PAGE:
One of the common ways male abuse and rape survivors try to shut out trauma or (if speaking to others about it) protect themselves from ridicule and contempt is by reframing the incident to portray themselves as the initiator. Nevertheless, perhaps it really was Sarkozy who initiated sexual contact with his nurse, and perhaps it really was an unambiguously positive experience for him, thought that still wouldn't excuse the nanny's behavior, and it still wouldn't excuse using Sarkozy's story for a grotesquely victim-blaming exercise in poisoning the well against children (or at least against boys) who have been sexually abused by women and fail to keep their mouths shut. It's possible, but I take the idea with a boulder of salt, and feminists who take their own ideas about sexual violence seriously and who actually mean it when they say they oppose essentialist 19th-century sex stereotypes should do likewise. The fact that Schwyzer never even hints at this issue and immediately takes Sarkozy's account at face value is telling.

Schwyzer says of the post I commented on in Part 1:

Christine is struck by the circumstances of the encounter that Pal relates. Though only eleven, the father of the French president recalls himself as the initiator, and the nanny as silently acquiescent. Lots of power dynamics are at play. She is older, but he is male. She is his nanny, but he is the son of her employers. She is an adult, he a child — but he is the aggressor. Christine notes that today, we might charge the nanny with a crime for failing to stop Pal’s overtures. But the story raises the troubling reminder that aggressive sexual behavior, and a disdain for consent, is not limited to adolescents or adults.

Credit where it's due: Schwyzer puts himself a notch above my previous post's foil with his gracious willingness to admit the possibility that, in a sexually inappropriate relationship between an 11-year-old boy and an adult female entrusted with caring for that child, the boy is not entirely to blame. That's mighty white of him.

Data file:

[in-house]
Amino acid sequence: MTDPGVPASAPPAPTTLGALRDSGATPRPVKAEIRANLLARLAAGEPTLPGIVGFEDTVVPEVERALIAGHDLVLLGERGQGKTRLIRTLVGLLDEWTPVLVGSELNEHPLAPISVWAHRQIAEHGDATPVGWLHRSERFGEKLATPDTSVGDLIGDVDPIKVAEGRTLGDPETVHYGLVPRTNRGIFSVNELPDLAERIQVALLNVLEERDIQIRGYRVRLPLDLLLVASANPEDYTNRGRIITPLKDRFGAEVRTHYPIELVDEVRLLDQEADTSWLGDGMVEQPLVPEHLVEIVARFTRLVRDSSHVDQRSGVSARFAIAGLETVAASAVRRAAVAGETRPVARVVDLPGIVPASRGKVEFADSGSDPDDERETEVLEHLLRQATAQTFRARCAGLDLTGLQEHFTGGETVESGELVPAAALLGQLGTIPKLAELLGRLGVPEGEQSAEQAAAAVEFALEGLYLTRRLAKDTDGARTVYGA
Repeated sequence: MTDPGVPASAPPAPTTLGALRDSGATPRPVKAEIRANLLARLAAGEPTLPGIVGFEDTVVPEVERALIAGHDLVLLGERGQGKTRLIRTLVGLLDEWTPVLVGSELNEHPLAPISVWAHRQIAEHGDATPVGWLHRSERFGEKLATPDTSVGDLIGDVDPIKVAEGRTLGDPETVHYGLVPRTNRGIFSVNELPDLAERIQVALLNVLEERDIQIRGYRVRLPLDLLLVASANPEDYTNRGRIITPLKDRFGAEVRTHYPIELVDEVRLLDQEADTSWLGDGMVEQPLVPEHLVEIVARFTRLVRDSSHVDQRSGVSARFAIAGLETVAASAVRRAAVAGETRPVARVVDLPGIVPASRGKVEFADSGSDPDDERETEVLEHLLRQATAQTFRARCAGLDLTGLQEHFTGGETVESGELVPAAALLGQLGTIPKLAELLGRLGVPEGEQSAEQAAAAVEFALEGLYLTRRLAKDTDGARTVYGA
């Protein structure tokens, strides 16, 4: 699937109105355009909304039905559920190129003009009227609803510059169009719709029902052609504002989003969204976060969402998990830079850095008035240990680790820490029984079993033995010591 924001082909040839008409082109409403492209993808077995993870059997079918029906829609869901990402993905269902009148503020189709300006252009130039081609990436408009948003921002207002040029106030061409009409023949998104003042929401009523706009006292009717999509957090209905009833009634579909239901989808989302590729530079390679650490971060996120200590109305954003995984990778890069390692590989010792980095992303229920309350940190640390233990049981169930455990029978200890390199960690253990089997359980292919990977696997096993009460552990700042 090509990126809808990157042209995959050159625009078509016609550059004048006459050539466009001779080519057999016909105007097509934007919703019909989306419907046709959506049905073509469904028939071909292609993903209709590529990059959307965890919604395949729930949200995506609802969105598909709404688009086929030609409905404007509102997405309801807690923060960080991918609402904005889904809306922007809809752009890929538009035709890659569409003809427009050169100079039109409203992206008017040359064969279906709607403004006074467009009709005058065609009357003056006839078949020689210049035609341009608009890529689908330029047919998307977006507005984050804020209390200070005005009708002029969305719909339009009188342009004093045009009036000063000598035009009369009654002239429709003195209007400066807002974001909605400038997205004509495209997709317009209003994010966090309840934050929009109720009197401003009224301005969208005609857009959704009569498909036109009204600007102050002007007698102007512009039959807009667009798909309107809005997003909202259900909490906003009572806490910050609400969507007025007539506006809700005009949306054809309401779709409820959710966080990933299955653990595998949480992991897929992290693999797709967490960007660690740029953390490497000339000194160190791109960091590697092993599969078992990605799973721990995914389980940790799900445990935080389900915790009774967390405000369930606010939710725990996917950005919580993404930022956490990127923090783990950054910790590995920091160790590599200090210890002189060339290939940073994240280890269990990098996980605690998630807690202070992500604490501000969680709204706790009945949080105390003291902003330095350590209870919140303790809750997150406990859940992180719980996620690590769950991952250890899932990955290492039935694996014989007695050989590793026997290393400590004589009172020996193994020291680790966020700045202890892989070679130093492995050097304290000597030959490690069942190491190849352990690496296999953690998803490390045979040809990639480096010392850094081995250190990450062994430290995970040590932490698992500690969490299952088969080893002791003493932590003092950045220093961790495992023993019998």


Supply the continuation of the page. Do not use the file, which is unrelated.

On the other hand, Schwyzer provides no reason whatsoever to presume that Sarkozy was showing a “disdain for consent;" there is nothing in the excerpts from the book quoted to support this claim. On the contrary, the nanny's response was to kiss him on the forehead. (Which, as I said last time, is precisely what one would expect from a child molester exploiting a child who trusts her.) Likewise, there is no justification in the source for referring to Sarkozy as the "aggressor." This is sheer sexist bigotry on Schwyzer's part.
It is not hard to imagine that Pal’s nanny weighed the cost of resisting the boy’s advances. He wasn’t an infant; if he made his displeasure known in one way or another, she might well have feared for her job.
As discussed last time, the idea that an 11-year old would actually have this kind of leverage over his nanny is dubious. But if we entertain Schwyzer's scenario, the more important point is that "I was worried I might lose my job if I didn't" is not an adequate excuse for repeatedly sexually abusing an 11-year old. At least, it's not an adequate excuse if you're a mentally competent adult.

Schwyzer continues:
His capacity to consent was vitiated by his age, but hers was no less vitiated by her subordinate economic status.
Emphasis mine. You know, I'm accustomed to people of liberal/progressive inclinations talking about their favorite pity-objects as if they were children, but they're usually a little more tactful.

An 11-year old's capacity to give meaningful consent to sexual activities with an adult, and especially an adult in a position of authority and parental trust, is not "vitiated." It is nonexistent. Even if we (unwisely) take Sarkozy's story fully at face value and accept Schwyzer's questionable assumptions about the supposed pressure placed on the nanny, there is a difference between having to choose between undesirable options because of one's social or economic status and lacking the rational faculties to give meaningful consent to sex at all. This usually isn't a concept feminists have trouble with, at least when it's a woman being attacked by a man. Hence the dearth of feminist essays with titles like "Men Who Rape Unconscious Women So Their Meatheaded Friends Don't Accuse Them of Being Gay and Kick Them Out of the Frat: Patriarchy's Forgotten Victims."